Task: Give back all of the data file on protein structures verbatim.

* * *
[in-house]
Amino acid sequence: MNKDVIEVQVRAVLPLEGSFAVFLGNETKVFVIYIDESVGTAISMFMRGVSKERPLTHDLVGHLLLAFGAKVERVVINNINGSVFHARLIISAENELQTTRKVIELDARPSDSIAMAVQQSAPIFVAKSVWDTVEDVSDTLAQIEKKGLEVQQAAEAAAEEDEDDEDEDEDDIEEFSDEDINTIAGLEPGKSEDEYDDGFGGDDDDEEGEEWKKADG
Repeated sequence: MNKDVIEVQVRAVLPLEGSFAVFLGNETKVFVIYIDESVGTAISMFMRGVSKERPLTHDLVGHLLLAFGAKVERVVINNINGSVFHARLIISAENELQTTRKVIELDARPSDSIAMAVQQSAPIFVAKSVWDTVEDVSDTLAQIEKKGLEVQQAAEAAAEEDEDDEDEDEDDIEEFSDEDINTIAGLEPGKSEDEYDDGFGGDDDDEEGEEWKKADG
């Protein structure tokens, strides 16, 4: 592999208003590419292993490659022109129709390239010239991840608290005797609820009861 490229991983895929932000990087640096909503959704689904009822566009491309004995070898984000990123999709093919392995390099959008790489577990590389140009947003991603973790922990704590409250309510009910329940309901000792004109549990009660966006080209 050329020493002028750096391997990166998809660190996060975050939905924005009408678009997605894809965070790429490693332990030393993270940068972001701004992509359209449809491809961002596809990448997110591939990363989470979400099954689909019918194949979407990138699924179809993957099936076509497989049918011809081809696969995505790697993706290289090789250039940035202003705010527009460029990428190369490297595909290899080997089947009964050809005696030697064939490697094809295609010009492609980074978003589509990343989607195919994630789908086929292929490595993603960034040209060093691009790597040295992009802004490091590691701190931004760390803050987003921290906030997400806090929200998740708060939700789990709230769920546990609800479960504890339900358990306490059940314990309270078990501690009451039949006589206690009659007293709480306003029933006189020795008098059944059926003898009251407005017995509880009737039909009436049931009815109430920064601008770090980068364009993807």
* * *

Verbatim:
[in-house]
Amino acid sequence: MNKDVIEVQVRAVLPLEGSFAVFLGNETKVFVIYIDESVGTAISMFMRGVSKERPLTHDLVGHLLLAFGAKVERVVINNINGSVFHARLIISAENELQTTRKVIELDARPSDSIAMAVQQSAPIFVAKSVWDTVEDVSDTLAQIEKKGLEVQQAAEAAAEEDEDDEDEDEDDIEEFSDEDINTIAGLEPGKSEDEYDDGFGGDDDDEEGEEWKKADG
Repeated sequence: MNKDVIEVQVRAVLPLEGSFAVFLGNETKVFVIYIDESVGTAISMFMRGVSKERPLTHDLVGHLLLAFGAKVERVVINNINGSVFHARLIISAENELQTTRKVIELDARPSDSIAMAVQQSAPIFVAKSVWDTVEDVSDTLAQIEKKGLEVQQAAEAAAEEDEDDEDEDEDDIEEFSDEDINTIAGLEPGKSEDEYDDGFGGDDDDEEGEEWKKADG
């Protein structure tokens, strides 16, 4: 592999208003590419292993490659022109129709390239010239991840608290005797609820009861 490229991983895929932000990087640096909503959704689904009822566009491309004995070898984000990123999709093919392995390099959008790489577990590389140009947003991603973790922990704590409250309510009910329940309901000792004109549990009660966006080209 050329020493002028750096391997990166998809660190996060975050939905924005009408678009997605894809965070790429490693332990030393993270940068972001701004992509359209449809491809961002596809990448997110591939990363989470979400099954689909019918194949979407990138699924179809993957099936076509497989049918011809081809696969995505790697993706290289090789250039940035202003705010527009460029990428190369490297595909290899080997089947009964050809005696030697064939490697094809295609010009492609980074978003589509990343989607195919994630789908086929292929490595993603960034040209060093691009790597040295992009802004490091590691701190931004760390803050987003921290906030997400806090929200998740708060939700789990709230769920546990609800479960504890339900358990306490059940314990309270078990501690009451039949006589206690009659007293709480306003029933006189020795008098059944059926003898009251407005017995509880009737039909009436049931009815109430920064601008770090980068364009993807």